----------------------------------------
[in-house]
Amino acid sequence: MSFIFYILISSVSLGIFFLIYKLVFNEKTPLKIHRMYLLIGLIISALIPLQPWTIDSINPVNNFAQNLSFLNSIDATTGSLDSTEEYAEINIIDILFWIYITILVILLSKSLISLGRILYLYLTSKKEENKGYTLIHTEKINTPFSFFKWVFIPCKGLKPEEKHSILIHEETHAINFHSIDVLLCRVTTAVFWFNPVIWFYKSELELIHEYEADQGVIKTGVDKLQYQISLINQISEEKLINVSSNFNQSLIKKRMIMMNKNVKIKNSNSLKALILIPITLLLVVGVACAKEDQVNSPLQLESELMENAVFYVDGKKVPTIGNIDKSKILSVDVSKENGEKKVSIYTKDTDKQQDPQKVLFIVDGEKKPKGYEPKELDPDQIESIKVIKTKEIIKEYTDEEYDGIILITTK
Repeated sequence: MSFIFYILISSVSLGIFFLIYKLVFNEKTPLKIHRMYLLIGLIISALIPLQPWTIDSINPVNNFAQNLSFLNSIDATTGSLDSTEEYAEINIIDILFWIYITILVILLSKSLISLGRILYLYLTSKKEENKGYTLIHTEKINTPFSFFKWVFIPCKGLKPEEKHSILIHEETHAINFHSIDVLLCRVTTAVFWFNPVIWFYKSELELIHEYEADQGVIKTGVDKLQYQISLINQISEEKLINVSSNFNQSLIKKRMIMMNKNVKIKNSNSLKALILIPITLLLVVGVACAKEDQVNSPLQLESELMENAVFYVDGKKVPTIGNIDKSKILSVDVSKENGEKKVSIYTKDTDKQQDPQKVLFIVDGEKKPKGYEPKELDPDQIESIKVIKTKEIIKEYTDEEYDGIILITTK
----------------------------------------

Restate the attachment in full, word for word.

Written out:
[in-house]
Amino acid sequence: MSFIFYILISSVSLGIFFLIYKLVFNEKTPLKIHRMYLLIGLIISALIPLQPWTIDSINPVNNFAQNLSFLNSIDATTGSLDSTEEYAEINIIDILFWIYITILVILLSKSLISLGRILYLYLTSKKEENKGYTLIHTEKINTPFSFFKWVFIPCKGLKPEEKHSILIHEETHAINFHSIDVLLCRVTTAVFWFNPVIWFYKSELELIHEYEADQGVIKTGVDKLQYQISLINQISEEKLINVSSNFNQSLIKKRMIMMNKNVKIKNSNSLKALILIPITLLLVVGVACAKEDQVNSPLQLESELMENAVFYVDGKKVPTIGNIDKSKILSVDVSKENGEKKVSIYTKDTDKQQDPQKVLFIVDGEKKPKGYEPKELDPDQIESIKVIKTKEIIKEYTDEEYDGIILITTK
Repeated sequence: MSFIFYILISSVSLGIFFLIYKLVFNEKTPLKIHRMYLLIGLIISALIPLQPWTIDSINPVNNFAQNLSFLNSIDATTGSLDSTEEYAEINIIDILFWIYITILVILLSKSLISLGRILYLYLTSKKEENKGYTLIHTEKINTPFSFFKWVFIPCKGLKPEEKHSILIHEETHAINFHSIDVLLCRVTTAVFWFNPVIWFYKSELELIHEYEADQGVIKTGVDKLQYQISLINQISEEKLINVSSNFNQSLIKKRMIMMNKNVKIKNSNSLKALILIPITLLLVVGVACAKEDQVNSPLQLESELMENAVFYVDGKKVPTIGNIDKSKILSVDVSKENGEKKVSIYTKDTDKQQDPQKVLFIVDGEKKPKGYEPKELDPDQIESIKVIKTKEIIKEYTDEEYDGIILITTK